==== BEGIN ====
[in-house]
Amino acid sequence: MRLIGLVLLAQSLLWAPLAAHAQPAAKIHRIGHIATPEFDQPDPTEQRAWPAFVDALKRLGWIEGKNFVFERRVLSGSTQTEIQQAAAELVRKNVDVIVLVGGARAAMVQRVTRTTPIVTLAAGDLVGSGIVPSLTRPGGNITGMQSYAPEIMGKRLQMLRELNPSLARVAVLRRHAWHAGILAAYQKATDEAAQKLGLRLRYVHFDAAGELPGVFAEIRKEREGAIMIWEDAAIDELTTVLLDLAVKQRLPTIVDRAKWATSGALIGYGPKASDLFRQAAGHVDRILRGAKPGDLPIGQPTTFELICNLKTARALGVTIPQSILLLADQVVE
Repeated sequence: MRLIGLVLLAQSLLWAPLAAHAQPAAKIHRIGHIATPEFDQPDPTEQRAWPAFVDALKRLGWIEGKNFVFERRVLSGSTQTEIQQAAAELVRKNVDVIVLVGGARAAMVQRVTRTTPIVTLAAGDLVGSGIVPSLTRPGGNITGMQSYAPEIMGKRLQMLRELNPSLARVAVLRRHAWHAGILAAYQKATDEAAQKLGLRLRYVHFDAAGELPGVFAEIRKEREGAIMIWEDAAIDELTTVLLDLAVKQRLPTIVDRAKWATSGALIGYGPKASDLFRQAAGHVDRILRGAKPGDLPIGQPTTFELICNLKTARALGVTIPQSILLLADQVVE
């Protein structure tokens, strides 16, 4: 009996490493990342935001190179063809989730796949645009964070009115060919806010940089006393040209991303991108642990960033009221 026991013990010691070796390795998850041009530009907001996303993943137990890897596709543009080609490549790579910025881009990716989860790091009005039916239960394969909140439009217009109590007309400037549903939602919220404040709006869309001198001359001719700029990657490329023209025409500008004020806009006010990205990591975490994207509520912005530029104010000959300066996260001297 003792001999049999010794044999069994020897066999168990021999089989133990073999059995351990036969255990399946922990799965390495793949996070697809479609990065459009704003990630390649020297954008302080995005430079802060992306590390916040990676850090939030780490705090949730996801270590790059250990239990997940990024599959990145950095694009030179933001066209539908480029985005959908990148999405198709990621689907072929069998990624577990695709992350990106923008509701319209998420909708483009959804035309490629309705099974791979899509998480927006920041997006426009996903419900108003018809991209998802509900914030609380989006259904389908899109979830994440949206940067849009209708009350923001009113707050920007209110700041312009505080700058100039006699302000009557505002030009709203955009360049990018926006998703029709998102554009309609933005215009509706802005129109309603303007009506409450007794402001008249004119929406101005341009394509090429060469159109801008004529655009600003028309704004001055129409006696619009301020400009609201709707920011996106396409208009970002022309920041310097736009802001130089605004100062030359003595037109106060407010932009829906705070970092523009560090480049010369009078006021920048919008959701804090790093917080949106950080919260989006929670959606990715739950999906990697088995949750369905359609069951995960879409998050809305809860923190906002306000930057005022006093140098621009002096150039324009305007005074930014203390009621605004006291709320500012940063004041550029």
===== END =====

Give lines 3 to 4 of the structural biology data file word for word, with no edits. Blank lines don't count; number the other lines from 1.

Repeated sequence: MRLIGLVLLAQSLLWAPLAAHAQPAAKIHRIGHIATPEFDQPDPTEQRAWPAFVDALKRLGWIEGKNFVFERRVLSGSTQTEIQQAAAELVRKNVDVIVLVGGARAAMVQRVTRTTPIVTLAAGDLVGSGIVPSLTRPGGNITGMQSYAPEIMGKRLQMLRELNPSLARVAVLRRHAWHAGILAAYQKATDEAAQKLGLRLRYVHFDAAGELPGVFAEIRKEREGAIMIWEDAAIDELTTVLLDLAVKQRLPTIVDRAKWATSGALIGYGPKASDLFRQAAGHVDRILRGAKPGDLPIGQPTTFELICNLKTARALGVTIPQSILLLADQVVE
């Protein structure tokens, strides 16, 4: 009996490493990342935001190179063809989730796949645009964070009115060919806010940089006393040209991303991108642990960033009221 026991013990010691070796390795998850041009530009907001996303993943137990890897596709543009080609490549790579910025881009990716989860790091009005039916239960394969909140439009217009109590007309400037549903939602919220404040709006869309001198001359001719700029990657490329023209025409500008004020806009006010990205990591975490994207509520912005530029104010000959300066996260001297 003792001999049999010794044999069994020897066999168990021999089989133990073999059995351990036969255990399946922990799965390495793949996070697809479609990065459009704003990630390649020297954008302080995005430079802060992306590390916040990676850090939030780490705090949730996801270590790059250990239990997940990024599959990145950095694009030179933001066209539908480029985005959908990148999405198709990621689907072929069998990624577990695709992350990106923008509701319209998420909708483009959804035309490629309705099974791979899509998480927006920041997006426009996903419900108003018809991209998802509900914030609380989006259904389908899109979830994440949206940067849009209708009350923001009113707050920007209110700041312009505080700058100039006699302000009557505002030009709203955009360049990018926006998703029709998102554009309609933005215009509706802005129109309603303007009506409450007794402001008249004119929406101005341009394509090429060469159109801008004529655009600003028309704004001055129409006696619009301020400009609201709707920011996106396409208009970002022309920041310097736009802001130089605004100062030359003595037109106060407010932009829906705070970092523009560090480049010369009078006021920048919008959701804090790093917080949106950080919260989006929670959606990715739950999906990697088995949750369905359609069951995960879409998050809305809860923190906002306000930057005022006093140098621009002096150039324009305007005074930014203390009621605004006291709320500012940063004041550029």